Estimation of security betas—that is, coefficients that measure the security's systematic risk—is crucial for application of the Capital Asset Pricing Model. The standard estimation procedure is to use the least-squares regression applied to historical data. This technique consists of fitting a linear relationship between the rates of return on the security and those on the market portfolio.

The regression coefficient estimate, however, does not capture all available information. Suppose the estimated beta of a stock is *b* = .2. In the absence of any additional information, this estimate is taken by the sampling theory as being the best estimate, because the true beta is equally likely to be overestimated as underestimated by the sample *b*. This, however, does not imply that given the sample estimate, the true parameter is equally likely to be below or above the value of .2. It is known from previous measurements that betas of all stocks are concentrated around unity, most of them ranging in value between .5 and 1.5. An observed beta of .2 is more likely to be a result of an underestimation than overestimation.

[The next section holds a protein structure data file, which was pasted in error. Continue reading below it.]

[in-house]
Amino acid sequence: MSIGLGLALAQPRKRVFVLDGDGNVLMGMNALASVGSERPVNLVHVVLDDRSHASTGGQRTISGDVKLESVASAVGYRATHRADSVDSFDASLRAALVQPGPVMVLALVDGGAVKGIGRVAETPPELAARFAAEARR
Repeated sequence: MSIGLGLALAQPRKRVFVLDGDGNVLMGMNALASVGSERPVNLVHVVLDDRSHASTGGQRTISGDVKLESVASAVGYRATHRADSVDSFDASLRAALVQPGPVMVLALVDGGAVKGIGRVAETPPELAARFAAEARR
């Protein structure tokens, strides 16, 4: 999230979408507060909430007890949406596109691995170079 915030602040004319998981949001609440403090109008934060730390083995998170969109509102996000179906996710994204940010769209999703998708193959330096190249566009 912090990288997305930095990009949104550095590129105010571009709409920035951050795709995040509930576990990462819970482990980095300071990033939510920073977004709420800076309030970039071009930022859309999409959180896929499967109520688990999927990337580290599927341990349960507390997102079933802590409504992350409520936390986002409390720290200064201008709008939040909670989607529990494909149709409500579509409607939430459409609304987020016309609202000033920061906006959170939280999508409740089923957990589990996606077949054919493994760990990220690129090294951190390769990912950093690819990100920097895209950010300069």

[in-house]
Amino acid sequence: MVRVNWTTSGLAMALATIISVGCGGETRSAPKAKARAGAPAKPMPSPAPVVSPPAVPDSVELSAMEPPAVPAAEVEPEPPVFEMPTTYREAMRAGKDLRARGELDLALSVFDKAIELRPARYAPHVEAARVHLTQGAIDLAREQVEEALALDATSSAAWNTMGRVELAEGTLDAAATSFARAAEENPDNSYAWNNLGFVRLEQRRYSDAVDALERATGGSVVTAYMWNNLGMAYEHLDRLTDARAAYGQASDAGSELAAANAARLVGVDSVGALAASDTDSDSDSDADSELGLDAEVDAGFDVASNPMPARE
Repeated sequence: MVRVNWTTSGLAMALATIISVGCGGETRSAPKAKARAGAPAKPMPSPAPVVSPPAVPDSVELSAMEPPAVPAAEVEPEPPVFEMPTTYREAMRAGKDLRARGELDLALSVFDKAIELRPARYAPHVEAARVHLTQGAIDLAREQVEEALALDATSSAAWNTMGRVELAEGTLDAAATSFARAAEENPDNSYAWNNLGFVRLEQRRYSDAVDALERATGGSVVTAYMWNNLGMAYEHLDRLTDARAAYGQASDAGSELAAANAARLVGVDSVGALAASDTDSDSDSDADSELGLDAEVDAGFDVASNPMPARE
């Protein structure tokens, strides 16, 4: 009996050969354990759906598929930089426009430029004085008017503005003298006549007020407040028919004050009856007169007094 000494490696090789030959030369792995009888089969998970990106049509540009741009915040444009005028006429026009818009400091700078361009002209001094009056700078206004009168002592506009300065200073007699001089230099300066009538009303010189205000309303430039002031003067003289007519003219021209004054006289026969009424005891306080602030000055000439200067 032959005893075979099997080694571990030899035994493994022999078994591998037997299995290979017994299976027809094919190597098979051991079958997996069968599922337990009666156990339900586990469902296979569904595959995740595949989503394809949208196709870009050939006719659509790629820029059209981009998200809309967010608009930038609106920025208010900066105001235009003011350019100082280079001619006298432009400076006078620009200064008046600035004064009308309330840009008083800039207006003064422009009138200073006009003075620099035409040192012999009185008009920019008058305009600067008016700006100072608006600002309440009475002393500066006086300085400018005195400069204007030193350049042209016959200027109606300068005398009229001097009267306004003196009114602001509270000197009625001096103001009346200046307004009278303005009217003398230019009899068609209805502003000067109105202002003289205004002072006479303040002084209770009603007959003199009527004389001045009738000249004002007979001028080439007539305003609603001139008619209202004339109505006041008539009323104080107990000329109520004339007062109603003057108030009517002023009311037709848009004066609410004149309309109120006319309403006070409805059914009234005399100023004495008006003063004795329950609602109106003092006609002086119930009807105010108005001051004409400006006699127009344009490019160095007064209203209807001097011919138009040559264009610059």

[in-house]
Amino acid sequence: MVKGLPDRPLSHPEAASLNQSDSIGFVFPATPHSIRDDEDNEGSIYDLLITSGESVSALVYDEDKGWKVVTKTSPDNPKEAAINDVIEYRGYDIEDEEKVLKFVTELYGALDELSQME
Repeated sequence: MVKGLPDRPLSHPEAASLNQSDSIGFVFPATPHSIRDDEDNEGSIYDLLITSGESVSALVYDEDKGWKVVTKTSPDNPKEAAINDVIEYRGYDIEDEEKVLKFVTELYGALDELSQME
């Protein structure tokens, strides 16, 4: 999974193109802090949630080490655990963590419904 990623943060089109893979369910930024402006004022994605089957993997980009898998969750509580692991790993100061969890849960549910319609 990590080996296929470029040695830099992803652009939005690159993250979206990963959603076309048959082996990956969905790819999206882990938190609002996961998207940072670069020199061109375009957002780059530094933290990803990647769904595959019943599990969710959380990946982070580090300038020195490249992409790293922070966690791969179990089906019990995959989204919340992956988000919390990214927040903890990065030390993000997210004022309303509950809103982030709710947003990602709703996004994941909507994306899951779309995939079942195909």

Bayesian decision theory provides a framework for incorporating prior information in estimation of unknown parameters. The paper “A Note on Using Cross-Sectional Information in Bayesian Estimation of Security Betas” (Chapter 32) from 1973 presents a method for Bayesian estimation of the regression coefficients that is optimal with respect ...

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